I've subscribed to several news weeklies over the years, but the one I've held onto the longest is NEWSWEEK. Since something like 1968, I've seen the magazine morph to fit the times. Back in the day, i.e., the 'sixties, NEWSWEEK – as with other such weeklies – maintained a stable of reporters searching out the stories of the day, gathering information on them, analyzing their data, and then reporting. Back then, we trusted the veracity of such reportage, much as we trusted Walter Cronkite, Peter Jennings, and others on TV.

Then, as life became more global, hence complex, readers seemed to ask for escape – hence a preoccupation with disco, Dennis Rodman, Donald Trump, and, even later, American Idol. NEWSWEEK and the other mags began to suffer losses in readership as magazine prices went up, corporate bean-counters ruled over journalism, and finally, the digital world of blogs and e-books began to threaten. For a while it became hard to tell NEWSWEEK from People or US.

By then, television had exploded from the three primary networks of the 'sixties to hundreds. That made it possible for news and politics junkies to select channels that fit their own biases, without much in the way of rational debate and analysis. NEWSWEEK had floundered into the world of FOX, MSNBC, CSPAN, Huffington Post, and CNN – and their separate variations on reality.

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So where does this leave news weeklies – and news reportage in general? For the conscientious news consumer, it's possible now to graze from magazine to magazine, from channel to channel, blog to blog, sampling opinions. Now, it seems, readers and viewers must make up their own minds as to the truth of events – and that requires digging.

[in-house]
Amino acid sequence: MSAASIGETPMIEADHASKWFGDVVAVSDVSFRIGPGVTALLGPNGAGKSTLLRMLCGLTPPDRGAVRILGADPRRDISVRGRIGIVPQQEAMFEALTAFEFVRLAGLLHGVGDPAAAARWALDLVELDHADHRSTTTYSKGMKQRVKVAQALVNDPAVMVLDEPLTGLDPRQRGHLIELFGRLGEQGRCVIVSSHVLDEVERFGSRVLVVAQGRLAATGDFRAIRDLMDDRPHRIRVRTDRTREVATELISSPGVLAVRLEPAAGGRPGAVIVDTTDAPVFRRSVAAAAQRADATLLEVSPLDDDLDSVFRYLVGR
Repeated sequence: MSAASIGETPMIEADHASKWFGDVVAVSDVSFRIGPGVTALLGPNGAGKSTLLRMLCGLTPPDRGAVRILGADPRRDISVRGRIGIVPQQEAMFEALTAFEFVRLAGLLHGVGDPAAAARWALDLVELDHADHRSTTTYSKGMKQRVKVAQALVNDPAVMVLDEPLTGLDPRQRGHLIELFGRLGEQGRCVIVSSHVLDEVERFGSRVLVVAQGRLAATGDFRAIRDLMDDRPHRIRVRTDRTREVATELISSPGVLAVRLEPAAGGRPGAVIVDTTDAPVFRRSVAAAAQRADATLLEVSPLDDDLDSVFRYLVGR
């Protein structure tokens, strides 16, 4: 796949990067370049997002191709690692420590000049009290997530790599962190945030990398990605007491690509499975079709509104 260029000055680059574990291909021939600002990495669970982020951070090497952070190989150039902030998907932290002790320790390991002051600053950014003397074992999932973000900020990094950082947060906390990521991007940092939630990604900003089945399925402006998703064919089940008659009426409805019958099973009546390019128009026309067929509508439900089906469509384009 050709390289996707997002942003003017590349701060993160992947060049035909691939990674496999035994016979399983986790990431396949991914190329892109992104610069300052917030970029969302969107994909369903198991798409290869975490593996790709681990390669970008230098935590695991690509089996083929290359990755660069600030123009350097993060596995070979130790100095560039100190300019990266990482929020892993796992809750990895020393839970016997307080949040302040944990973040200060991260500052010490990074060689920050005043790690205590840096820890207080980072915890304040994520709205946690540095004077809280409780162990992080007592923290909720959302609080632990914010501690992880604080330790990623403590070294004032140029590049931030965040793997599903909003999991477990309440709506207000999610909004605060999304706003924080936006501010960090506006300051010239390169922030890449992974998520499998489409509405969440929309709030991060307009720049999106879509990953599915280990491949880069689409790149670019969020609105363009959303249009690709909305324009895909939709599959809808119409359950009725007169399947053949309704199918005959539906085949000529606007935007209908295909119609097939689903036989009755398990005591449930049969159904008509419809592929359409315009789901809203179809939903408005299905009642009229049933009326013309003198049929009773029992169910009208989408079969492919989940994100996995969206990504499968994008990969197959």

NEWSWEEK recently went through a radical change of structure and heart in order to escape going under financially. The magazine hired Tina Brown as its editor and merged with the blog-news entity, The Daily Beast. What has this meant to their reportage? They are now a microcosm of FOX, MSNBC, CSPAN, CNN, et. al. For example:

In the mag's March 28, 2011, issue, we have a personal essay on Japan and its recent catastrophe by Paul Theroux. Niall Ferguson is carving out the same sort of irascible territory as George Will, his essays lightly populated with facts obfuscated by opinion – the sort of column you read because you hate the man's playing fast and loose with facts.  An op-ed piece on Obama and No Child Left Behind. Perhaps the most incisive piece is on NPR's lack of political savvy in rescuing itself from congressional budget cuts. It's most intriguing piece is on a possible discovery on the ancient city of Atlantis. These, and a double handful of blog-like snippets, along with enough pop culture to hold the trendiest of us faithful, and NEWSWEEK is back in the game.

The common thread through these pieces is a marked lack of analysis. NEWSWEEK is now giving its readers a mosaic of the world, much as TV does. But unlike TV, where you can opt to say glued to FOX or MSNBC, a session with an issue of NEWSWEEK now requires the thoughtful reader to dig into these sometimes cranky, myopic pieces – and then to pan outward until the mosaic makes sense with the multitude of detail. 

This then is modern culture in a nutshell: seeing the big picture in the details. NEWSWEEK apparently understands this dynamic and, as such, has forced itself to be reborn from the ashes of the 'sixties.